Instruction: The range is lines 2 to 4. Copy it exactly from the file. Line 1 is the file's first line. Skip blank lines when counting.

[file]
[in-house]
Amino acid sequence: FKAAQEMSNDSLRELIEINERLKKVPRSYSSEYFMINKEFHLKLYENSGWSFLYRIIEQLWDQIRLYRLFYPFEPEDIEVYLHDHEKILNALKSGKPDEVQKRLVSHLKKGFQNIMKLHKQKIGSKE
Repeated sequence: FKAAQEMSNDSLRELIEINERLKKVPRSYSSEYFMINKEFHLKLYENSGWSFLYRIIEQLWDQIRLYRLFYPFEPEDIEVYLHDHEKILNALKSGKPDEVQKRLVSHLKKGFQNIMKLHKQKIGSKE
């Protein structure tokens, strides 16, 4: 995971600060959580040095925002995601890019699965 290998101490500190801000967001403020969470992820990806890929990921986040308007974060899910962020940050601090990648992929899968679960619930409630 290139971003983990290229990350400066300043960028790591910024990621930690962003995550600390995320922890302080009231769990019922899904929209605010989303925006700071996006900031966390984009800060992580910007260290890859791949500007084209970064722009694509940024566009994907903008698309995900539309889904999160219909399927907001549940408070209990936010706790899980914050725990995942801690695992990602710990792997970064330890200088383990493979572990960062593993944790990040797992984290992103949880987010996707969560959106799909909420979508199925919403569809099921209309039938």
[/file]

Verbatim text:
Amino acid sequence: FKAAQEMSNDSLRELIEINERLKKVPRSYSSEYFMINKEFHLKLYENSGWSFLYRIIEQLWDQIRLYRLFYPFEPEDIEVYLHDHEKILNALKSGKPDEVQKRLVSHLKKGFQNIMKLHKQKIGSKE
Repeated sequence: FKAAQEMSNDSLRELIEINERLKKVPRSYSSEYFMINKEFHLKLYENSGWSFLYRIIEQLWDQIRLYRLFYPFEPEDIEVYLHDHEKILNALKSGKPDEVQKRLVSHLKKGFQNIMKLHKQKIGSKE
């Protein structure tokens, strides 16, 4: 995971600060959580040095925002995601890019699965 290998101490500190801000967001403020969470992820990806890929990921986040308007974060899910962020940050601090990648992929899968679960619930409630 290139971003983990290229990350400066300043960028790591910024990621930690962003995550600390995320922890302080009231769990019922899904929209605010989303925006700071996006900031966390984009800060992580910007260290890859791949500007084209970064722009694509940024566009994907903008698309995900539309889904999160219909399927907001549940408070209990936010706790899980914050725990995942801690695992990602710990792997970064330890200088383990493979572990960062593993944790990040797992984290992103949880987010996707969560959106799909909420979508199925919403569809099921209309039938």